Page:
﻿ ﻿MAXIMUM, MINIMUM, AND INFLECTION POINTS: DEFINITIONS - Applications of Differential Calculus - Calculus AB and Calculus BC

## CHAPTER 4 Applications of Differential Calculus

### D. MAXIMUM, MINIMUM, AND INFLECTION POINTS: DEFINITIONS

The curve of y = f (x) has a local (or relative) at a point where x = c if for all x in the immediate neighborhood of c. If a curve has a local at x = c, then the curve changes from as x increases through c. If a function is differentiable on the closed interval [a, b] and has a local maximum or minimum at x = c (a < c < b), then f (c) = 0. The converse of this statement is not true.

If f (c) is either a local maximum or a local minimum, then f (c) is called a local extreme value or local extremum. (The plural of extremum is extrema.)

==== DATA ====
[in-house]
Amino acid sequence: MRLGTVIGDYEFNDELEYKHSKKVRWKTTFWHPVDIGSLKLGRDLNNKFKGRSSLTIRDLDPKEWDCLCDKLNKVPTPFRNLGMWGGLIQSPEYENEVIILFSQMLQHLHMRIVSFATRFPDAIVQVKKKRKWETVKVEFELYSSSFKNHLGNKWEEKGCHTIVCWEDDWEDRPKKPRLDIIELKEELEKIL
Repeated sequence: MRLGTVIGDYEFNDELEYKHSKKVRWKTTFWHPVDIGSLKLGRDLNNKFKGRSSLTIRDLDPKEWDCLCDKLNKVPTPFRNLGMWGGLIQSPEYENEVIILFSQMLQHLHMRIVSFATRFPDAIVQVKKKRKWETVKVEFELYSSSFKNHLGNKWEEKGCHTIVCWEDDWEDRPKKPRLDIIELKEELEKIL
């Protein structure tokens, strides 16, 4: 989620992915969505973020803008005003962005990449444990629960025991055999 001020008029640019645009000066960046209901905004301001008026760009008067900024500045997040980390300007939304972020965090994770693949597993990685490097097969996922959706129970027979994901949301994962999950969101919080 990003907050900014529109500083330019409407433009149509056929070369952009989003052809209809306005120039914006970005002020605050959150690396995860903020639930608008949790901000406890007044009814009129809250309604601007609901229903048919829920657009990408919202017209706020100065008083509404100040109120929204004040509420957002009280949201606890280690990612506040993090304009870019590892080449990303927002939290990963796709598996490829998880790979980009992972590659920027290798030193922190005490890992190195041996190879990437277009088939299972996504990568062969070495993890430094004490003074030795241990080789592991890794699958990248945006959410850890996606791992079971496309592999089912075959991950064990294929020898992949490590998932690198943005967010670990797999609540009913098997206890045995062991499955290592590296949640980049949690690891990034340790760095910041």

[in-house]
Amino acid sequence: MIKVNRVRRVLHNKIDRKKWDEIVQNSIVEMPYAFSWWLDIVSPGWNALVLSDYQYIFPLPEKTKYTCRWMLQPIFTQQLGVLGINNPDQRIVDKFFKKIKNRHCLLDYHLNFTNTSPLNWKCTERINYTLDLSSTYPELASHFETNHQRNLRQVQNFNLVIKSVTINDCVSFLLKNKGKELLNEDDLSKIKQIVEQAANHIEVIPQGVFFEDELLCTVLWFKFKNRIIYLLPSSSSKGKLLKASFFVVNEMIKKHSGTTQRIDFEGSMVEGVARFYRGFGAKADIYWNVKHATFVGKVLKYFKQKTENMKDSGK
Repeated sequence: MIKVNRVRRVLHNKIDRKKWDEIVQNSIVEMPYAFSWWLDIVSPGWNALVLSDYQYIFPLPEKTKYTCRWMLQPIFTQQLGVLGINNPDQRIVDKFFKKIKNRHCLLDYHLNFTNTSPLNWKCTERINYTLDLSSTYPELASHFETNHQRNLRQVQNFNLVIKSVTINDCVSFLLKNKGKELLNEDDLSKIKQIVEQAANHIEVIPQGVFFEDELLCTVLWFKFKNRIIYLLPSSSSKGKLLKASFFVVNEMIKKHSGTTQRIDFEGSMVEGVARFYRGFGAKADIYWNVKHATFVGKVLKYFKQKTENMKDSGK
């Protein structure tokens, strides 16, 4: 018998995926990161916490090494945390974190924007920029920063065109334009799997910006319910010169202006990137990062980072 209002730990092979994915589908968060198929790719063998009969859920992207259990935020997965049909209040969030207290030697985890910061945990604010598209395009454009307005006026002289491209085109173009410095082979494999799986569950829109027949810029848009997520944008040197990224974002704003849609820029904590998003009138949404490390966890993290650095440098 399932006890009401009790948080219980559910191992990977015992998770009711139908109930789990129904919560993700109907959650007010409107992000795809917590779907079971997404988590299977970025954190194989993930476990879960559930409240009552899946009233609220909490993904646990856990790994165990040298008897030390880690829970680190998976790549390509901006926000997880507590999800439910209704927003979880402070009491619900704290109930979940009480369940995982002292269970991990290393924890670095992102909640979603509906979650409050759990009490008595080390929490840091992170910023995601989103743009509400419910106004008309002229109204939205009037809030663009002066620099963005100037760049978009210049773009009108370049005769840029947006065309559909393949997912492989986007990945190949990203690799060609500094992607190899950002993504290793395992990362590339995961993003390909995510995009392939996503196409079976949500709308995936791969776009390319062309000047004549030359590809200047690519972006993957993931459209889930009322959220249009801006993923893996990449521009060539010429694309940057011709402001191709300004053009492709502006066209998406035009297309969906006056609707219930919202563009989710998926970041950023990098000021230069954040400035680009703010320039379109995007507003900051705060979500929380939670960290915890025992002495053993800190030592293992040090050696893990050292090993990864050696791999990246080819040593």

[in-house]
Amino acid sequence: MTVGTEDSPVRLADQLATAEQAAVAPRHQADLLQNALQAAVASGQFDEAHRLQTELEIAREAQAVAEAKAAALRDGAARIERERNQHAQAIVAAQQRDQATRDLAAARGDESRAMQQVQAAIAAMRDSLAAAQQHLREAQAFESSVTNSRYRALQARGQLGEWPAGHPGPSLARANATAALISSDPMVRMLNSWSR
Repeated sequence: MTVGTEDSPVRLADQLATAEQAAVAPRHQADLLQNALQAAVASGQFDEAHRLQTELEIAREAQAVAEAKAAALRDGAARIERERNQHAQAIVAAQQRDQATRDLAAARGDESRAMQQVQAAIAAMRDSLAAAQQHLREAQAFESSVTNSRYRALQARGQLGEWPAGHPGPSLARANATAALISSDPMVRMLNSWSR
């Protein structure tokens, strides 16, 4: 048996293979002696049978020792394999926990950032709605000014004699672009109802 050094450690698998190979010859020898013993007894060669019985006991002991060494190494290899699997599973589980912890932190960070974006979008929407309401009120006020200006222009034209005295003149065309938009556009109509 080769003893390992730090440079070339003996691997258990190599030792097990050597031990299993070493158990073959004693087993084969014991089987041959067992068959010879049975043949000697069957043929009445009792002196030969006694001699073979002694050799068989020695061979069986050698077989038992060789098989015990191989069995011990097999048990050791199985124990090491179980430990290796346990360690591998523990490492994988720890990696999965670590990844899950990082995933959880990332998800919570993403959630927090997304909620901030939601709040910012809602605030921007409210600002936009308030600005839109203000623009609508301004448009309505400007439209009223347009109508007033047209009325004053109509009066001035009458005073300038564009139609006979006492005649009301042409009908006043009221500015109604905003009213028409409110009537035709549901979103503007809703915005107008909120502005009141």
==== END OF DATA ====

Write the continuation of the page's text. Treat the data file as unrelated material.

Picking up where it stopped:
The global or absolute of a function on [a, b] occurs at x = c if for all x on [a, b].

A curve is said to be concave at a point P(x1, y1) if the curve lies its tangent. If at P, the curve is concave In Figure N4–1, the curves sketched in (a) and (b) are concave downward at P while in (c) and (d) they are concave upward at P. FIGURE N4–1

Point of inflection

A point of inflection is a point where the curve changes its concavity from upward to downward or from downward to upward. See §I, for a table relating a function and its derivatives. It tells how to graph the derivatives of f, given the graph of f.

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